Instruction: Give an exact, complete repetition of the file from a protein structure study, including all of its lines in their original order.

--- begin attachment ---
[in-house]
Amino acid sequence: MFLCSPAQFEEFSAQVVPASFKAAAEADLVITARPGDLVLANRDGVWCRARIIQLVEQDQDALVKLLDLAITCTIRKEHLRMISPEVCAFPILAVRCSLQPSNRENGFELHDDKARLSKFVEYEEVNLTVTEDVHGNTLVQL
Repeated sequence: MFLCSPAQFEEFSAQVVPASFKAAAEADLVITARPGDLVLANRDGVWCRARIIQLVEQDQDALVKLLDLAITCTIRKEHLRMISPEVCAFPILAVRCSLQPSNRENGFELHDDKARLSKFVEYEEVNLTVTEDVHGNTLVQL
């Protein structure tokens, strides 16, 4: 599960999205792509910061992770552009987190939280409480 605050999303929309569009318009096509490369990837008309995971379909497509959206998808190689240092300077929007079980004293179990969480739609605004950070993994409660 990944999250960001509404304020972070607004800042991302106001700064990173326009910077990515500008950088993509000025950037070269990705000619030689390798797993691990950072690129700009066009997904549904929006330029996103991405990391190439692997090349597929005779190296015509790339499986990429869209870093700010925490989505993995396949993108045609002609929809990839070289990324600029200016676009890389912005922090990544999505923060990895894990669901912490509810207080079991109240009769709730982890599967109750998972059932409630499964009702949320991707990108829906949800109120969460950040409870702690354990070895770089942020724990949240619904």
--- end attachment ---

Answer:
[in-house]
Amino acid sequence: MFLCSPAQFEEFSAQVVPASFKAAAEADLVITARPGDLVLANRDGVWCRARIIQLVEQDQDALVKLLDLAITCTIRKEHLRMISPEVCAFPILAVRCSLQPSNRENGFELHDDKARLSKFVEYEEVNLTVTEDVHGNTLVQL
Repeated sequence: MFLCSPAQFEEFSAQVVPASFKAAAEADLVITARPGDLVLANRDGVWCRARIIQLVEQDQDALVKLLDLAITCTIRKEHLRMISPEVCAFPILAVRCSLQPSNRENGFELHDDKARLSKFVEYEEVNLTVTEDVHGNTLVQL
């Protein structure tokens, strides 16, 4: 599960999205792509910061992770552009987190939280409480 605050999303929309569009318009096509490369990837008309995971379909497509959206998808190689240092300077929007079980004293179990969480739609605004950070993994409660 990944999250960001509404304020972070607004800042991302106001700064990173326009910077990515500008950088993509000025950037070269990705000619030689390798797993691990950072690129700009066009997904549904929006330029996103991405990391190439692997090349597929005779190296015509790339499986990429869209870093700010925490989505993995396949993108045609002609929809990839070289990324600029200016676009890389912005922090990544999505923060990895894990669901912490509810207080079991109240009769709730982890599967109750998972059932409630499964009702949320991707990108829906949800109120969460950040409870702690354990070895770089942020724990949240619904």